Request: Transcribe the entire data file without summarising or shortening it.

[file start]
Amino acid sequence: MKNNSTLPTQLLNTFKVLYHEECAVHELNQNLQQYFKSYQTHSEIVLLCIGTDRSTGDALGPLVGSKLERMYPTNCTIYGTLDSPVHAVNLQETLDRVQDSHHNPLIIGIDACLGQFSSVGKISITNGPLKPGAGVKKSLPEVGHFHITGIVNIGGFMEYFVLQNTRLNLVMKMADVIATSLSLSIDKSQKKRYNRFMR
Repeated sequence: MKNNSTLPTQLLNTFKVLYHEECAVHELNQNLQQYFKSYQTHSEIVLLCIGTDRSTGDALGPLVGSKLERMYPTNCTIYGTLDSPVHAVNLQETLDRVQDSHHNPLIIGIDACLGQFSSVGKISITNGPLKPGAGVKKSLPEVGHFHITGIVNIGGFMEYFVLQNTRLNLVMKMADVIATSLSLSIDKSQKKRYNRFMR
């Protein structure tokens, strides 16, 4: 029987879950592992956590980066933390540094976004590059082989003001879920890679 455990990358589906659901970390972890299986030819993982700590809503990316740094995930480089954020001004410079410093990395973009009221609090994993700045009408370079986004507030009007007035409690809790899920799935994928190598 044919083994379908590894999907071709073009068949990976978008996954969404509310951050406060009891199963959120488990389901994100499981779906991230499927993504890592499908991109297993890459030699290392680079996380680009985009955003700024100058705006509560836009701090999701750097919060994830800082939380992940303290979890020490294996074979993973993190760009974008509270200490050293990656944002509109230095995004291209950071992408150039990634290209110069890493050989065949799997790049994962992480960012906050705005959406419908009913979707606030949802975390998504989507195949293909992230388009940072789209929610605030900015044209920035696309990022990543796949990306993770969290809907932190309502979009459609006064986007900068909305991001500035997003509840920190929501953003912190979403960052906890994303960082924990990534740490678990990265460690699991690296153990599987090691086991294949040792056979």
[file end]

Amino acid sequence: MKNNSTLPTQLLNTFKVLYHEECAVHELNQNLQQYFKSYQTHSEIVLLCIGTDRSTGDALGPLVGSKLERMYPTNCTIYGTLDSPVHAVNLQETLDRVQDSHHNPLIIGIDACLGQFSSVGKISITNGPLKPGAGVKKSLPEVGHFHITGIVNIGGFMEYFVLQNTRLNLVMKMADVIATSLSLSIDKSQKKRYNRFMR
Repeated sequence: MKNNSTLPTQLLNTFKVLYHEECAVHELNQNLQQYFKSYQTHSEIVLLCIGTDRSTGDALGPLVGSKLERMYPTNCTIYGTLDSPVHAVNLQETLDRVQDSHHNPLIIGIDACLGQFSSVGKISITNGPLKPGAGVKKSLPEVGHFHITGIVNIGGFMEYFVLQNTRLNLVMKMADVIATSLSLSIDKSQKKRYNRFMR
């Protein structure tokens, strides 16, 4: 029987879950592992956590980066933390540094976004590059082989003001879920890679 455990990358589906659901970390972890299986030819993982700590809503990316740094995930480089954020001004410079410093990395973009009221609090994993700045009408370079986004507030009007007035409690809790899920799935994928190598 044919083994379908590894999907071709073009068949990976978008996954969404509310951050406060009891199963959120488990389901994100499981779906991230499927993504890592499908991109297993890459030699290392680079996380680009985009955003700024100058705006509560836009701090999701750097919060994830800082939380992940303290979890020490294996074979993973993190760009974008509270200490050293990656944002509109230095995004291209950071992408150039990634290209110069890493050989065949799997790049994962992480960012906050705005959406419908009913979707606030949802975390998504989507195949293909992230388009940072789209929610605030900015044209920035696309990022990543796949990306993770969290809907932190309502979009459609006064986007900068909305991001500035997003509840920190929501953003912190979403960052906890994303960082924990990534740490678990990265460690699991690296153990599987090691086991294949040792056979």